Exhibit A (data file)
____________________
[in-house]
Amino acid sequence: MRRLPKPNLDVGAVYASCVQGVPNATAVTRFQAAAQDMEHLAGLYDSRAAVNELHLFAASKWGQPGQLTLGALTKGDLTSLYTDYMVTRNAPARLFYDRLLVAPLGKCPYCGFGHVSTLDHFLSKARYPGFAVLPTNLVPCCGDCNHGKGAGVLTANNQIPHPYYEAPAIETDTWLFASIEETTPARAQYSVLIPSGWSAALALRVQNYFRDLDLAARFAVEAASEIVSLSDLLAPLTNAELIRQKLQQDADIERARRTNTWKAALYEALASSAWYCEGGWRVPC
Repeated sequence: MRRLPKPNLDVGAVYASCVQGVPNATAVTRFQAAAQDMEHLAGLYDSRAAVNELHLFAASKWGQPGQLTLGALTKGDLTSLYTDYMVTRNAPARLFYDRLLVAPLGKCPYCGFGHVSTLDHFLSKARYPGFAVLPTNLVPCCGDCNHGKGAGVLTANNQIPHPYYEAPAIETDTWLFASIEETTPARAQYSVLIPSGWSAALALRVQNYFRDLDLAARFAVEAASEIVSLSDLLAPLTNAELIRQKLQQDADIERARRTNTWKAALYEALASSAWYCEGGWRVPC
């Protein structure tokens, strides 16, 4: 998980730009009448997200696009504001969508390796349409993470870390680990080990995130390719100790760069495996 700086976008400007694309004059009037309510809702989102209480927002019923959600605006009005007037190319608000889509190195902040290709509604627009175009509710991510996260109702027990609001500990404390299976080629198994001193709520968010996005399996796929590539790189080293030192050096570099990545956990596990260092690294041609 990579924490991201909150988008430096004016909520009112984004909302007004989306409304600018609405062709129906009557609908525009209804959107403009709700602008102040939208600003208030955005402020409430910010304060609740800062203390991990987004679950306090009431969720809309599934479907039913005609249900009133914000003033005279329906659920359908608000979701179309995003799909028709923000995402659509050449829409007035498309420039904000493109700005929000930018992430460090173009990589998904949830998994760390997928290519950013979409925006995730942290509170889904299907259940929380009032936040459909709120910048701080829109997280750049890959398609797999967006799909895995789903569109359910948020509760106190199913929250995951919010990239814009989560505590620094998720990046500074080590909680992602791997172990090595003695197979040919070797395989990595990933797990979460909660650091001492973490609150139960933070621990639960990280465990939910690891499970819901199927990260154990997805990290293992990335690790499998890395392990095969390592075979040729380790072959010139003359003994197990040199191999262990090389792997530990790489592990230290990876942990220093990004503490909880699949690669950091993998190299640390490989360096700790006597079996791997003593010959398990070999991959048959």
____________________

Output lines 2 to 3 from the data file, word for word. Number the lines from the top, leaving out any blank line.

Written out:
Amino acid sequence: MRRLPKPNLDVGAVYASCVQGVPNATAVTRFQAAAQDMEHLAGLYDSRAAVNELHLFAASKWGQPGQLTLGALTKGDLTSLYTDYMVTRNAPARLFYDRLLVAPLGKCPYCGFGHVSTLDHFLSKARYPGFAVLPTNLVPCCGDCNHGKGAGVLTANNQIPHPYYEAPAIETDTWLFASIEETTPARAQYSVLIPSGWSAALALRVQNYFRDLDLAARFAVEAASEIVSLSDLLAPLTNAELIRQKLQQDADIERARRTNTWKAALYEALASSAWYCEGGWRVPC
Repeated sequence: MRRLPKPNLDVGAVYASCVQGVPNATAVTRFQAAAQDMEHLAGLYDSRAAVNELHLFAASKWGQPGQLTLGALTKGDLTSLYTDYMVTRNAPARLFYDRLLVAPLGKCPYCGFGHVSTLDHFLSKARYPGFAVLPTNLVPCCGDCNHGKGAGVLTANNQIPHPYYEAPAIETDTWLFASIEETTPARAQYSVLIPSGWSAALALRVQNYFRDLDLAARFAVEAASEIVSLSDLLAPLTNAELIRQKLQQDADIERARRTNTWKAALYEALASSAWYCEGGWRVPC